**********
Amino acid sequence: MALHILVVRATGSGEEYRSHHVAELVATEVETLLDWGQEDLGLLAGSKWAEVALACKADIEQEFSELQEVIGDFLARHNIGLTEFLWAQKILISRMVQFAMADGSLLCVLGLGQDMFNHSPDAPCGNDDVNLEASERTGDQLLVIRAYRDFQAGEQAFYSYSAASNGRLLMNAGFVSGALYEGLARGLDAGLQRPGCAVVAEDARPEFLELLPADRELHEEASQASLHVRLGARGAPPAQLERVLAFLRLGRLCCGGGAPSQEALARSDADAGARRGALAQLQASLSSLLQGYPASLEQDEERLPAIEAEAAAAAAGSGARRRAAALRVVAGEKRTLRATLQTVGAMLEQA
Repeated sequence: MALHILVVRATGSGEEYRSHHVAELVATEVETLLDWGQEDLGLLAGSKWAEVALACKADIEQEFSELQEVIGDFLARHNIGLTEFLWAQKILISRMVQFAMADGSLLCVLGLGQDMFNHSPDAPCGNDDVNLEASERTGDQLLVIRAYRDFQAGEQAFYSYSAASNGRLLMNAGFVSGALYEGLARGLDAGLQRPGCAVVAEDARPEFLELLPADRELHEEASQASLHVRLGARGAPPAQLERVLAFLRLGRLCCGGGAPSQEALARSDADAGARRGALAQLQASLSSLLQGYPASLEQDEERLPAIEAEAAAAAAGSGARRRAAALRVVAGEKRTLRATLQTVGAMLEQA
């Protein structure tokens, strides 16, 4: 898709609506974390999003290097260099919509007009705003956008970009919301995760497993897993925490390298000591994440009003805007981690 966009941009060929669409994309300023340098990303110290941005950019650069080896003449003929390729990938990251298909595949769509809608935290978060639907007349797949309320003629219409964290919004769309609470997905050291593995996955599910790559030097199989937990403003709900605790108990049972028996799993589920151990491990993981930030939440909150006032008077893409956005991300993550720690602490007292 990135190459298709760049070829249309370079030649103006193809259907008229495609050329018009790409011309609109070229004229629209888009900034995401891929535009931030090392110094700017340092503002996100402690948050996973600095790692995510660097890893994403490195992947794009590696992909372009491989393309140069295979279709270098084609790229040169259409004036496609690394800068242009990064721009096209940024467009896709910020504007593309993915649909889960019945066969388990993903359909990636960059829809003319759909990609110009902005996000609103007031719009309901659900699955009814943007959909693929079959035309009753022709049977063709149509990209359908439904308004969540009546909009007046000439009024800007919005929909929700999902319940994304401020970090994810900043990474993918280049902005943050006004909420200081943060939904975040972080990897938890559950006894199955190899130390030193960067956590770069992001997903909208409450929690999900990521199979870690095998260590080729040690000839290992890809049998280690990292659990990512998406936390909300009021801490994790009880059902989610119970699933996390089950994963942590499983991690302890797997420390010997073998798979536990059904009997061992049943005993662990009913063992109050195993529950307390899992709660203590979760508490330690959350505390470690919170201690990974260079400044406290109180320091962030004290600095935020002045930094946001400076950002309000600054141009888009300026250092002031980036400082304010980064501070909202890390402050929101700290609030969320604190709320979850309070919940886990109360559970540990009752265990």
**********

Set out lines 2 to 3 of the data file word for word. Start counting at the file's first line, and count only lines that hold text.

Repeated sequence: MALHILVVRATGSGEEYRSHHVAELVATEVETLLDWGQEDLGLLAGSKWAEVALACKADIEQEFSELQEVIGDFLARHNIGLTEFLWAQKILISRMVQFAMADGSLLCVLGLGQDMFNHSPDAPCGNDDVNLEASERTGDQLLVIRAYRDFQAGEQAFYSYSAASNGRLLMNAGFVSGALYEGLARGLDAGLQRPGCAVVAEDARPEFLELLPADRELHEEASQASLHVRLGARGAPPAQLERVLAFLRLGRLCCGGGAPSQEALARSDADAGARRGALAQLQASLSSLLQGYPASLEQDEERLPAIEAEAAAAAAGSGARRRAAALRVVAGEKRTLRATLQTVGAMLEQA
């Protein structure tokens, strides 16, 4: 898709609506974390999003290097260099919509007009705003956008970009919301995760497993897993925490390298000591994440009003805007981690 966009941009060929669409994309300023340098990303110290941005950019650069080896003449003929390729990938990251298909595949769509809608935290978060639907007349797949309320003629219409964290919004769309609470997905050291593995996955599910790559030097199989937990403003709900605790108990049972028996799993589920151990491990993981930030939440909150006032008077893409956005991300993550720690602490007292 990135190459298709760049070829249309370079030649103006193809259907008229495609050329018009790409011309609109070229004229629209888009900034995401891929535009931030090392110094700017340092503002996100402690948050996973600095790692995510660097890893994403490195992947794009590696992909372009491989393309140069295979279709270098084609790229040169259409004036496609690394800068242009990064721009096209940024467009896709910020504007593309993915649909889960019945066969388990993903359909990636960059829809003319759909990609110009902005996000609103007031719009309901659900699955009814943007959909693929079959035309009753022709049977063709149509990209359908439904308004969540009546909009007046000439009024800007919005929909929700999902319940994304401020970090994810900043990474993918280049902005943050006004909420200081943060939904975040972080990897938890559950006894199955190899130390030193960067956590770069992001997903909208409450929690999900990521199979870690095998260590080729040690000839290992890809049998280690990292659990990512998406936390909300009021801490994790009880059902989610119970699933996390089950994963942590499983991690302890797997420390010997073998798979536990059904009997061992049943005993662990009913063992109050195993529950307390899992709660203590979760508490330690959350505390470690919170201690990974260079400044406290109180320091962030004290600095935020002045930094946001400076950002309000600054141009888009300026250092002031980036400082304010980064501070909202890390402050929101700290609030969320604190709320979850309070919940886990109360559970540990009752265990």